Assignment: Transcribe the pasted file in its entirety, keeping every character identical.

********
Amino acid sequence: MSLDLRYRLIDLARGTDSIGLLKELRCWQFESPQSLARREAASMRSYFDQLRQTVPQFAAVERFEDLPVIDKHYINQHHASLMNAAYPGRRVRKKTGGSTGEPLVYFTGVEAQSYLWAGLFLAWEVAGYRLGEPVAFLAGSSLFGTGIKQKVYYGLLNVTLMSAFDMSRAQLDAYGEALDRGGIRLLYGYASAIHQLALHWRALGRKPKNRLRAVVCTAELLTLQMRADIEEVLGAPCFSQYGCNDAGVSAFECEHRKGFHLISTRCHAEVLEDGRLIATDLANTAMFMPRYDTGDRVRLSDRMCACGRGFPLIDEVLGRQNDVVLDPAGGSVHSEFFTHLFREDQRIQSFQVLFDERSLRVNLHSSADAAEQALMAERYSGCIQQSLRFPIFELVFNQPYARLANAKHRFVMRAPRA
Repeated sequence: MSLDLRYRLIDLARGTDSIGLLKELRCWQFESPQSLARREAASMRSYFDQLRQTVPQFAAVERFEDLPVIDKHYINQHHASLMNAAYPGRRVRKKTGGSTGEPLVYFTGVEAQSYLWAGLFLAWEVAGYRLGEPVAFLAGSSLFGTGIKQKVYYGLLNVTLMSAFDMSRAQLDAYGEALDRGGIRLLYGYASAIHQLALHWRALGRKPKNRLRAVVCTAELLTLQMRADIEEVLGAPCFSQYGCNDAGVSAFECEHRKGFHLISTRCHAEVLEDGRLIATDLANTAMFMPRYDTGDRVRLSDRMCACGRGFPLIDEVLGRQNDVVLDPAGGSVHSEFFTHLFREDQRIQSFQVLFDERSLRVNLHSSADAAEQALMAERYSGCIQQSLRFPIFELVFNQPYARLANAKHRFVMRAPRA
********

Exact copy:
Amino acid sequence: MSLDLRYRLIDLARGTDSIGLLKELRCWQFESPQSLARREAASMRSYFDQLRQTVPQFAAVERFEDLPVIDKHYINQHHASLMNAAYPGRRVRKKTGGSTGEPLVYFTGVEAQSYLWAGLFLAWEVAGYRLGEPVAFLAGSSLFGTGIKQKVYYGLLNVTLMSAFDMSRAQLDAYGEALDRGGIRLLYGYASAIHQLALHWRALGRKPKNRLRAVVCTAELLTLQMRADIEEVLGAPCFSQYGCNDAGVSAFECEHRKGFHLISTRCHAEVLEDGRLIATDLANTAMFMPRYDTGDRVRLSDRMCACGRGFPLIDEVLGRQNDVVLDPAGGSVHSEFFTHLFREDQRIQSFQVLFDERSLRVNLHSSADAAEQALMAERYSGCIQQSLRFPIFELVFNQPYARLANAKHRFVMRAPRA
Repeated sequence: MSLDLRYRLIDLARGTDSIGLLKELRCWQFESPQSLARREAASMRSYFDQLRQTVPQFAAVERFEDLPVIDKHYINQHHASLMNAAYPGRRVRKKTGGSTGEPLVYFTGVEAQSYLWAGLFLAWEVAGYRLGEPVAFLAGSSLFGTGIKQKVYYGLLNVTLMSAFDMSRAQLDAYGEALDRGGIRLLYGYASAIHQLALHWRALGRKPKNRLRAVVCTAELLTLQMRADIEEVLGAPCFSQYGCNDAGVSAFECEHRKGFHLISTRCHAEVLEDGRLIATDLANTAMFMPRYDTGDRVRLSDRMCACGRGFPLIDEVLGRQNDVVLDPAGGSVHSEFFTHLFREDQRIQSFQVLFDERSLRVNLHSSADAAEQALMAERYSGCIQQSLRFPIFELVFNQPYARLANAKHRFVMRAPRA